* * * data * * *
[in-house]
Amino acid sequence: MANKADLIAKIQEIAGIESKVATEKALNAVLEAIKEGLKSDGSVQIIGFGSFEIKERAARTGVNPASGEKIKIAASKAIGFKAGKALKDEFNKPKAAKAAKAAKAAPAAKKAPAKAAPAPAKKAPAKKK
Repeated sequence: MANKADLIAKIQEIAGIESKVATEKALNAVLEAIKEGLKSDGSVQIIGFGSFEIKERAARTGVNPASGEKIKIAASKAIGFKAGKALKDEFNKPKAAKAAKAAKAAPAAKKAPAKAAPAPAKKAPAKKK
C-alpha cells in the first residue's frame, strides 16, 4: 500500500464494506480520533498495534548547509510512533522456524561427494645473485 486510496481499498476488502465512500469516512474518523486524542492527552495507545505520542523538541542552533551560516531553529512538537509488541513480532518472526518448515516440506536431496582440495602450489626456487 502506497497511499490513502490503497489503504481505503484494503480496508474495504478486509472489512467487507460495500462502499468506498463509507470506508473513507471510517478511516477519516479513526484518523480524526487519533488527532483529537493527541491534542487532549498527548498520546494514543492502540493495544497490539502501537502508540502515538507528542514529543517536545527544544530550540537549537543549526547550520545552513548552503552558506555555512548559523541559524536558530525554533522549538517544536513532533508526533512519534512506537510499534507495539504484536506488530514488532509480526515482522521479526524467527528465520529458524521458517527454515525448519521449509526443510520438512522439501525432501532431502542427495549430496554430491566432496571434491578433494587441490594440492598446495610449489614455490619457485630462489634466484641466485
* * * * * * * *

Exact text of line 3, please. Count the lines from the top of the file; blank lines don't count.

Repeated sequence: MANKADLIAKIQEIAGIESKVATEKALNAVLEAIKEGLKSDGSVQIIGFGSFEIKERAARTGVNPASGEKIKIAASKAIGFKAGKALKDEFNKPKAAKAAKAAKAAPAAKKAPAKAAPAPAKKAPAKKK